Important changes to the law on the right to request flexible working take effect on 30 June 2014. We set out eight easy steps that employers can take to amend their procedures for dealing with employees’ requests for flexible working that are made on or after 30 June.
Flexible working changes: key XpertHR resources
1. Don’t throw out your old flexible working policy just yet
While the law on the right to request flexible working is changing on 30 June 2014, employers need to bear in mind that the old rules still apply to employees’ requests to work flexibly submitted before 30 June. Requests made before 30 June should still be dealt with under the old procedure, including requests that are ongoing on that date.
2. Explain to employees who is eligible to make a flexible working request
The eligibility requirements are changing on 30 June 2014 so that employees no longer have to have parental responsibility for young children or be a carer to request flexible working. However, the new policy should explain to employees the minimum service requirement that is in place under the new rules.
3. Remind employees of what a flexible working request must include
Employers should set out in their flexible working policy what information employees must include in flexible working applications and, ideally, provide a form for employees to fill in when making a flexible working application.
- Form for an employee to submit a request for flexible working (requests made on or after 30 June 2014)
4. Decide on time limits for dealing with flexible working requests
Employers can choose their own time limits as long as the process is completed within three months. Under the old rules, strict time limits applied for the employer to hold a meeting with the employee to discuss his or her flexible working request. Employers that are reviewing their flexible working policy for the 30 June changes may wish to keep these time limits in place, since the old time limits comply with the new laws too.
- Model flexible working policy setting out an example timescale that employers can have in place to complete the process
Flexible working: what’s staying the same?
While there are a number of important changes to the right to request flexible working from 30 June, some rules survive. These include:
- The employee must still have 26 weeks’ continuous service with the employer to be eligible to make a request.
- Requests must still be in writing and include certain specified information.
- Employees can still make only one request in every 12-month period.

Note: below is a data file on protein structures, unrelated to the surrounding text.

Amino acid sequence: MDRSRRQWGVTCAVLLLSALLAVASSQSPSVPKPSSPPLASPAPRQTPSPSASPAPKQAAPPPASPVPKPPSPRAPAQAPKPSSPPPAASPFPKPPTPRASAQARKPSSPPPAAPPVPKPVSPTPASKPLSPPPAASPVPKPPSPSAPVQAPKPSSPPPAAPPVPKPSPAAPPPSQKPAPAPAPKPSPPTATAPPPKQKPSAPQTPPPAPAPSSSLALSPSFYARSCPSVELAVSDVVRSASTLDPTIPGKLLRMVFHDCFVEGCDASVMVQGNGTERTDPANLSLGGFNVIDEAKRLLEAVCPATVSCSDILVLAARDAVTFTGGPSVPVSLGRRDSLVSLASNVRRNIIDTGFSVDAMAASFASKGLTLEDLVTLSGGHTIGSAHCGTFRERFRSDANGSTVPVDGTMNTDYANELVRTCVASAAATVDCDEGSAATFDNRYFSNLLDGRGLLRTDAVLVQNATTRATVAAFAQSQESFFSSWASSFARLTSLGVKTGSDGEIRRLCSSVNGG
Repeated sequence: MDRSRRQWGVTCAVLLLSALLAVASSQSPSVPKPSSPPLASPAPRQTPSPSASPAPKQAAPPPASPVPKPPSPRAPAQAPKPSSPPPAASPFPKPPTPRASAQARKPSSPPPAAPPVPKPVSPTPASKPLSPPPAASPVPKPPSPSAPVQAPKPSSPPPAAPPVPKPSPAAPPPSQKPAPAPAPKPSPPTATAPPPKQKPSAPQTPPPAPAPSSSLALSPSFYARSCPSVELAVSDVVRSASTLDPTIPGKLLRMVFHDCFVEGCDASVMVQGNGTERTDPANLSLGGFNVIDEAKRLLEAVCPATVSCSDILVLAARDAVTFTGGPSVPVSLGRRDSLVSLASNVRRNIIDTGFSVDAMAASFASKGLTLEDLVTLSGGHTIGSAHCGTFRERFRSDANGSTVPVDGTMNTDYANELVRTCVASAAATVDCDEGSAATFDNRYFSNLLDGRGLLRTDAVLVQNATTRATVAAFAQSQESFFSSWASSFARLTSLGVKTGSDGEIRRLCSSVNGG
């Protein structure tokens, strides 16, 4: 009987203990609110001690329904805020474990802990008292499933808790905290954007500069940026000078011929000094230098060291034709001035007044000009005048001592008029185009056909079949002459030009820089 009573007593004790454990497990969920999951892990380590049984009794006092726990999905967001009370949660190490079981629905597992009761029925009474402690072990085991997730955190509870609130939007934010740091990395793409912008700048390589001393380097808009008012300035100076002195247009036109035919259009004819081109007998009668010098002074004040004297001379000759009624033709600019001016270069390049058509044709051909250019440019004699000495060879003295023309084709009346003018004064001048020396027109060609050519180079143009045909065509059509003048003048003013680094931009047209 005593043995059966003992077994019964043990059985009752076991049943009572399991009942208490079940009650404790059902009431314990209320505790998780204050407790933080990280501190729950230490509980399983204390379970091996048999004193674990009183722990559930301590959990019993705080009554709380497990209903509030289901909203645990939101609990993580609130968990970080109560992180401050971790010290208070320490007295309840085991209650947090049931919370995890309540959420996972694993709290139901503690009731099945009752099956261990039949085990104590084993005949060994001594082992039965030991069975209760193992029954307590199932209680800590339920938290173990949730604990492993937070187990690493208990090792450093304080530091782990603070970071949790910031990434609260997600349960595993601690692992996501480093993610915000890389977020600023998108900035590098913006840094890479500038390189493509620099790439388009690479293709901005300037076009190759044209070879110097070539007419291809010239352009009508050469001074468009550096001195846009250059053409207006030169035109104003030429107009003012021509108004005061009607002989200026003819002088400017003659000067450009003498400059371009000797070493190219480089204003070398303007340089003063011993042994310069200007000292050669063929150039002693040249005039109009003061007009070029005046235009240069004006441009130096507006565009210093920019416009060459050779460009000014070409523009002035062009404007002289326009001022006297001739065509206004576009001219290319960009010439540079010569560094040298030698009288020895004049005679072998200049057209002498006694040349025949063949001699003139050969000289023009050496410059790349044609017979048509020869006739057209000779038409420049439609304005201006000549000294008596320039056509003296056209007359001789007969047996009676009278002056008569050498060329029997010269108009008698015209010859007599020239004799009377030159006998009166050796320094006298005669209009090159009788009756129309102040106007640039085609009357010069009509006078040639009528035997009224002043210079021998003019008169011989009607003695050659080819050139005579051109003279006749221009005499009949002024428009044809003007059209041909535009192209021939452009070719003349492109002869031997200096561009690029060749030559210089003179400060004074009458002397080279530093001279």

- The refusal of requests for flexible working must still be for one or more of a number of specified business reasons.
- The time limit for coming to a decision on whether or not to grant a flexible working request can still be extended, typically to allow for a trial period of the new arrangement.
5. Continue to offer employees the right to be accompanied at flexible working meetings if you can
Although no longer a legal requirement, it is a good idea for employers to allow employees to be accompanied by a work colleague at any flexible working meeting. This is particularly important where an employee needs special assistance, for example where he or she is disabled or English is not his or her first language.
6. Continue to offer employees an appeal stage if you can
Strictly speaking, employers do not have to offer an appeal stage to employees who make flexible working requests on or after 30 June 2014. While it may not be possible for small businesses to offer an appeal stage, it is advisable for employers, if possible, to continue to offer employees who are dissatisfied with the outcome of their flexible working request the right to appeal. An appeal stage for requests that are turned down will go some way to ensuring that requests are dealt with in the “reasonable manner” required under the new legislation.
- Model flexible working policy offering employees a right of appeal against flexible working decisions
7. Inform managers of the new policy on requests for flexible working
Since line managers will often be dealing with flexible working requests, it is important that the employer informs them of its amended rules on employees requesting flexible working. This could take the form of training or a circulated communication to managers setting out how they should deal with requests for flexible working made on or after 30 June 2014.
- Model letter informing managers of how they should deal with requests for flexible working made on or after 30 June 2014
8. Inform employees of their new rights in relation to requesting flexible working
Many employees are likely to be unaware of their new right to request flexible working. It constitutes good industrial relations for employers to set out in a circulated communication the extended right to request flexible working in force from 30 June 2014.